Upon arriving at home, it quickly became apparent that Greta didn’t even know how to be a “dog”.  This she learned from my other pooch Keehta.  Over the months, Greta would learn to show happiness, act silly, “enjoy” toys, even bark!  Housebreaking Greta took about a week.  Pretty quick for a pup that had never even been in a house before! 

At our first visit to the vet for Greta, I learned that she was underweight, and that the last rib that protruded from her side had been broke at some point, and no one ever bothered to have it set.  The vet encouraged me to let Greta eat as much as she wanted.  Being underfed, is something that would haunt Greta for the rest of her life.  She would constantly eat too fast, overeat and sometimes even vomit it back up because of how fast she was eating.  This was something we had to work on, slowly over the days.  Greta also had nervous ticks and developed anxiety whenever I left and would eat anything and everything while I was gone, so crate training her became necessary as well, which I hated, because she had spent so much time in her previous lifestyle being contained.  But unlike racing training, her crate became a refuge for her and she would even sleep in it at times when I was home, with the door open.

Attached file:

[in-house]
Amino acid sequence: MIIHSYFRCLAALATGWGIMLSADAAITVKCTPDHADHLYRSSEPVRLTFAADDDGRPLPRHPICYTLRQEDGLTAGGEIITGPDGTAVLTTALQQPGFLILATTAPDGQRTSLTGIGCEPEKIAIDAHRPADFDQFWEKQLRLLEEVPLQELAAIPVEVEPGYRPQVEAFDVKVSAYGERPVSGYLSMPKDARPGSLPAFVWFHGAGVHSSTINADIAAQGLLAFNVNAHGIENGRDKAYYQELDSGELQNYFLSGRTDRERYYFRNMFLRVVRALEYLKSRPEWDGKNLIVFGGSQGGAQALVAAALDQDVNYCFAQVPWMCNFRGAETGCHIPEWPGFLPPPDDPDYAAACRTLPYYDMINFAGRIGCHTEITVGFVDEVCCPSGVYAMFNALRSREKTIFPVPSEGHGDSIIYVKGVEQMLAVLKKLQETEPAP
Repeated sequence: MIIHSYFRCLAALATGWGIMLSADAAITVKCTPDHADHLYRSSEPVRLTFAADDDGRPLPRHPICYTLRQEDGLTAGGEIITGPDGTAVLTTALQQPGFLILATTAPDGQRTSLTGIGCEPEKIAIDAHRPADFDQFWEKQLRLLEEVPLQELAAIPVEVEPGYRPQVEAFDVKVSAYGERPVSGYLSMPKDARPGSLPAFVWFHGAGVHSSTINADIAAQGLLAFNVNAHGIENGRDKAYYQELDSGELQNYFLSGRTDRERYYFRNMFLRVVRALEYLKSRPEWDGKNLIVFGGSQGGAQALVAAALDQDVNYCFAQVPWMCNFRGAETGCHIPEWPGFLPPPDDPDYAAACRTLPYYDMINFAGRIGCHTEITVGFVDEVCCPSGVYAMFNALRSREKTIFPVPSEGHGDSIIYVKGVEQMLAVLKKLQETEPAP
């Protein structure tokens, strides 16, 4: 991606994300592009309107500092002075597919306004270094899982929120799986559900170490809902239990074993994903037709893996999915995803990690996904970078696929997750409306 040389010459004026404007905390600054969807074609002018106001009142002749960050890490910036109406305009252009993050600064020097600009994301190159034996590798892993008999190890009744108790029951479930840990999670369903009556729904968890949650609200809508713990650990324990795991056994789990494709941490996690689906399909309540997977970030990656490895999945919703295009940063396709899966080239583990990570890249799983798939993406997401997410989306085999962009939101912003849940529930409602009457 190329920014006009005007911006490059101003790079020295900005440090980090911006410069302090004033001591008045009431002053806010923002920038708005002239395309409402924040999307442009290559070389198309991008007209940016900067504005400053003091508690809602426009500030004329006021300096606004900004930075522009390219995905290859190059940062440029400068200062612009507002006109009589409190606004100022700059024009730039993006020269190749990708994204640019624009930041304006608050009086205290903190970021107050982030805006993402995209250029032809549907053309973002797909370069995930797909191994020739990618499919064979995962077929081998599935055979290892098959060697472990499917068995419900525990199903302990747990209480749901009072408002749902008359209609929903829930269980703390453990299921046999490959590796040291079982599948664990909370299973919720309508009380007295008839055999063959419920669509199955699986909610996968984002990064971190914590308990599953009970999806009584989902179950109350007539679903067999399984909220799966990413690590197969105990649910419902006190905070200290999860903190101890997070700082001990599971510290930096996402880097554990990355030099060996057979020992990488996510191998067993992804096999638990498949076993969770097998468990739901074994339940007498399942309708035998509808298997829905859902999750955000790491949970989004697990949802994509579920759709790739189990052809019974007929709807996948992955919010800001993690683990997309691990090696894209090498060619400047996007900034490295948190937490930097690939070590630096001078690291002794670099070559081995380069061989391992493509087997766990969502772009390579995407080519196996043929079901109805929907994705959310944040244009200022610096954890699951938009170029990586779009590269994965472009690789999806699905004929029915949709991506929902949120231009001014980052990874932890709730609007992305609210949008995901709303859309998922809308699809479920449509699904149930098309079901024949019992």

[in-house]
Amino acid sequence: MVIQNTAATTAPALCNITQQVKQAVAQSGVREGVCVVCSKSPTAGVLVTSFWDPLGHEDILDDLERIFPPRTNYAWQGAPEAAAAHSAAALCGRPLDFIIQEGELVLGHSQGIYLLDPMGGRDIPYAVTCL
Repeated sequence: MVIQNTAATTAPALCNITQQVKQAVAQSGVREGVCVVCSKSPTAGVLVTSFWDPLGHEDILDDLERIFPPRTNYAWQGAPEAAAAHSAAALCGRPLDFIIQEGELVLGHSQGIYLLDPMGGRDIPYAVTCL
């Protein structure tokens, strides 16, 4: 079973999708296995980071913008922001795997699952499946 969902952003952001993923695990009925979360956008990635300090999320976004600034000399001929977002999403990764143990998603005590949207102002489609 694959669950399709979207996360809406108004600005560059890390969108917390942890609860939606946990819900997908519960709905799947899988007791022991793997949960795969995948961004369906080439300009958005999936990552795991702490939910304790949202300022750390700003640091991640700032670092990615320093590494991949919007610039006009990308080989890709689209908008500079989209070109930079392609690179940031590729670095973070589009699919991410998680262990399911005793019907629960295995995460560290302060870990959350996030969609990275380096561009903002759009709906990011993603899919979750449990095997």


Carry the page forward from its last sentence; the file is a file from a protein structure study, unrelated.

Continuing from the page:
Greta would also have nightmares.  She would start bellowing/screaming in the middle of the night, legs moving like she was trying to get away from something.  Over the years, these nightmares would subside in frequency and eventually disappear. 

For many of Greta’s ailments, time was the key factor in her healing. 

During other visits, my visit would continue to inform me of the hardships racing greyhounds deal with on a daily basis, not only were they almost constantly kept crated so that their energy levels would build up for racing, but they were often fed in a trough system in which the most aggressive dogs would get the most to eat; the shyer, more submissive personalities having to settle for seconds or nothing at al.